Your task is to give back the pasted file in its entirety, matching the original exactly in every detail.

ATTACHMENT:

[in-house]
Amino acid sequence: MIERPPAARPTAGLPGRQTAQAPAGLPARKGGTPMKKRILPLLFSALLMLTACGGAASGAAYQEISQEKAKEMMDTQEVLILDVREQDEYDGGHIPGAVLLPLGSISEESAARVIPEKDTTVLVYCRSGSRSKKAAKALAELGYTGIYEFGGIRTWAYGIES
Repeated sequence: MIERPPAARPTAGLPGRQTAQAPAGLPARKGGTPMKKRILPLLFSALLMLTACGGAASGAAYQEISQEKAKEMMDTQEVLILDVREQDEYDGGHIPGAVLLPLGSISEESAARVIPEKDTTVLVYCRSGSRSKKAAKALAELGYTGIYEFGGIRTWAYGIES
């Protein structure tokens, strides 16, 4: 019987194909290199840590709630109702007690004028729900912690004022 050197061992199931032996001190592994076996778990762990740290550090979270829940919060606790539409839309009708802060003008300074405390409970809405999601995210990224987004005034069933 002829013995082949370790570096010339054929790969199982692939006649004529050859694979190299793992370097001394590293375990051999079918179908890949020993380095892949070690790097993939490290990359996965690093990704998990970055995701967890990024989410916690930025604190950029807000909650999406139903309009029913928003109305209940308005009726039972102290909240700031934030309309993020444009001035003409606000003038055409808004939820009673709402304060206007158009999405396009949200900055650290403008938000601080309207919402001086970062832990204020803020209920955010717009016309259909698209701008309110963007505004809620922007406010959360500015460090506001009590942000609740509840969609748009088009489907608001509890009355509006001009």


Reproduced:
[in-house]
Amino acid sequence: MIERPPAARPTAGLPGRQTAQAPAGLPARKGGTPMKKRILPLLFSALLMLTACGGAASGAAYQEISQEKAKEMMDTQEVLILDVREQDEYDGGHIPGAVLLPLGSISEESAARVIPEKDTTVLVYCRSGSRSKKAAKALAELGYTGIYEFGGIRTWAYGIES
Repeated sequence: MIERPPAARPTAGLPGRQTAQAPAGLPARKGGTPMKKRILPLLFSALLMLTACGGAASGAAYQEISQEKAKEMMDTQEVLILDVREQDEYDGGHIPGAVLLPLGSISEESAARVIPEKDTTVLVYCRSGSRSKKAAKALAELGYTGIYEFGGIRTWAYGIES
């Protein structure tokens, strides 16, 4: 019987194909290199840590709630109702007690004028729900912690004022 050197061992199931032996001190592994076996778990762990740290550090979270829940919060606790539409839309009708802060003008300074405390409970809405999601995210990224987004005034069933 002829013995082949370790570096010339054929790969199982692939006649004529050859694979190299793992370097001394590293375990051999079918179908890949020993380095892949070690790097993939490290990359996965690093990704998990970055995701967890990024989410916690930025604190950029807000909650999406139903309009029913928003109305209940308005009726039972102290909240700031934030309309993020444009001035003409606000003038055409808004939820009673709402304060206007158009999405396009949200900055650290403008938000601080309207919402001086970062832990204020803020209920955010717009016309259909698209701008309110963007505004809620922007406010959360500015460090506001009590942000609740509840969609748009088009489907608001509890009355509006001009």